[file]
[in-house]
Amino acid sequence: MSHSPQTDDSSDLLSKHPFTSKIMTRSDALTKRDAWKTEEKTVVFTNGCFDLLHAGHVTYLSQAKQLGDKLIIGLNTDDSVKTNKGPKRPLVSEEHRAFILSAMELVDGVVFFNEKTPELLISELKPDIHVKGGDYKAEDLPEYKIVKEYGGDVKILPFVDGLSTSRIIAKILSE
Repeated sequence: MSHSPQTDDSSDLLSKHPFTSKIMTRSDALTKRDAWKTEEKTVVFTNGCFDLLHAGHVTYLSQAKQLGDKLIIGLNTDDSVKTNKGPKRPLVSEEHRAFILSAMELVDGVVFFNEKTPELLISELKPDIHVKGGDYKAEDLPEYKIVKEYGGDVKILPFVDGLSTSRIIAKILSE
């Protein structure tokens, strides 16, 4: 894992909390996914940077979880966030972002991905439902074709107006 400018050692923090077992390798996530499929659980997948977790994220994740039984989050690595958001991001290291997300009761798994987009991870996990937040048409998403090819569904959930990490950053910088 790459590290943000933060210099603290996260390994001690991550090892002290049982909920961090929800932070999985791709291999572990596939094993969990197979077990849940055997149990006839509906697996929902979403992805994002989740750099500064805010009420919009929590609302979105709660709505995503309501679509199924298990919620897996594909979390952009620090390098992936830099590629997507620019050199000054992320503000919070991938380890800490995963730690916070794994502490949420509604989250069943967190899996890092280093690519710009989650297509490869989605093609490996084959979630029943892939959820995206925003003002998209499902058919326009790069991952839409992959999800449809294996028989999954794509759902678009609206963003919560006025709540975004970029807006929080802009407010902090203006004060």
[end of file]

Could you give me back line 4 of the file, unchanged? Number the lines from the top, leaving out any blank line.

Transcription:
């Protein structure tokens, strides 16, 4: 894992909390996914940077979880966030972002991905439902074709107006 400018050692923090077992390798996530499929659980997948977790994220994740039984989050690595958001991001290291997300009761798994987009991870996990937040048409998403090819569904959930990490950053910088 790459590290943000933060210099603290996260390994001690991550090892002290049982909920961090929800932070999985791709291999572990596939094993969990197979077990849940055997149990006839509906697996929902979403992805994002989740750099500064805010009420919009929590609302979105709660709505995503309501679509199924298990919620897996594909979390952009620090390098992936830099590629997507620019050199000054992320503000919070991938380890800490995963730690916070794994502490949420509604989250069943967190899996890092280093690519710009989650297509490869989605093609490996084959979630029943892939959820995206925003003002998209499902058919326009790069991952839409992959999800449809294996028989999954794509759902678009609206963003919560006025709540975004970029807006929080802009407010902090203006004060």